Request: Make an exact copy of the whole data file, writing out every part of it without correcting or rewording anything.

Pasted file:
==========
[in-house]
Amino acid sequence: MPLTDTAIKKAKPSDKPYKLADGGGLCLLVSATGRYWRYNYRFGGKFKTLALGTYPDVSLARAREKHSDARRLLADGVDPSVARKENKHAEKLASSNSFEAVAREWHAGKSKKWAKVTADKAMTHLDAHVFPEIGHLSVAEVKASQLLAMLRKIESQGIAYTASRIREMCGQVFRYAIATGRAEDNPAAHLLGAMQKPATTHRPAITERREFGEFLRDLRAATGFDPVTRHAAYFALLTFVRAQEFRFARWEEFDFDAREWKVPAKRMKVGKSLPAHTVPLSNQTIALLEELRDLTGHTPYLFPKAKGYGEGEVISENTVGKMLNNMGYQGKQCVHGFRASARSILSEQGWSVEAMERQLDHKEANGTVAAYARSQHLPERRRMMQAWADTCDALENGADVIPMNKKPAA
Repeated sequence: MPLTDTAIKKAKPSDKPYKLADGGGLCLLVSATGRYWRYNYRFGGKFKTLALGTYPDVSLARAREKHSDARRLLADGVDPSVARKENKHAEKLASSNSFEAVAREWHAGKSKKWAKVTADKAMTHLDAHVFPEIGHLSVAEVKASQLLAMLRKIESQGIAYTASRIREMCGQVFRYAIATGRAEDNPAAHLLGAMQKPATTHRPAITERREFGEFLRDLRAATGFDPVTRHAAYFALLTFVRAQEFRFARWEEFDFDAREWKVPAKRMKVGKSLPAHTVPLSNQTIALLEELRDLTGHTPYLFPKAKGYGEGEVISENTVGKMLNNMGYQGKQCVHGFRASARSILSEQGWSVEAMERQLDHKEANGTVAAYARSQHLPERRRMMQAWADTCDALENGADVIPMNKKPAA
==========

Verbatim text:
[in-house]
Amino acid sequence: MPLTDTAIKKAKPSDKPYKLADGGGLCLLVSATGRYWRYNYRFGGKFKTLALGTYPDVSLARAREKHSDARRLLADGVDPSVARKENKHAEKLASSNSFEAVAREWHAGKSKKWAKVTADKAMTHLDAHVFPEIGHLSVAEVKASQLLAMLRKIESQGIAYTASRIREMCGQVFRYAIATGRAEDNPAAHLLGAMQKPATTHRPAITERREFGEFLRDLRAATGFDPVTRHAAYFALLTFVRAQEFRFARWEEFDFDAREWKVPAKRMKVGKSLPAHTVPLSNQTIALLEELRDLTGHTPYLFPKAKGYGEGEVISENTVGKMLNNMGYQGKQCVHGFRASARSILSEQGWSVEAMERQLDHKEANGTVAAYARSQHLPERRRMMQAWADTCDALENGADVIPMNKKPAA
Repeated sequence: MPLTDTAIKKAKPSDKPYKLADGGGLCLLVSATGRYWRYNYRFGGKFKTLALGTYPDVSLARAREKHSDARRLLADGVDPSVARKENKHAEKLASSNSFEAVAREWHAGKSKKWAKVTADKAMTHLDAHVFPEIGHLSVAEVKASQLLAMLRKIESQGIAYTASRIREMCGQVFRYAIATGRAEDNPAAHLLGAMQKPATTHRPAITERREFGEFLRDLRAATGFDPVTRHAAYFALLTFVRAQEFRFARWEEFDFDAREWKVPAKRMKVGKSLPAHTVPLSNQTIALLEELRDLTGHTPYLFPKAKGYGEGEVISENTVGKMLNNMGYQGKQCVHGFRASARSILSEQGWSVEAMERQLDHKEANGTVAAYARSQHLPERRRMMQAWADTCDALENGADVIPMNKKPAA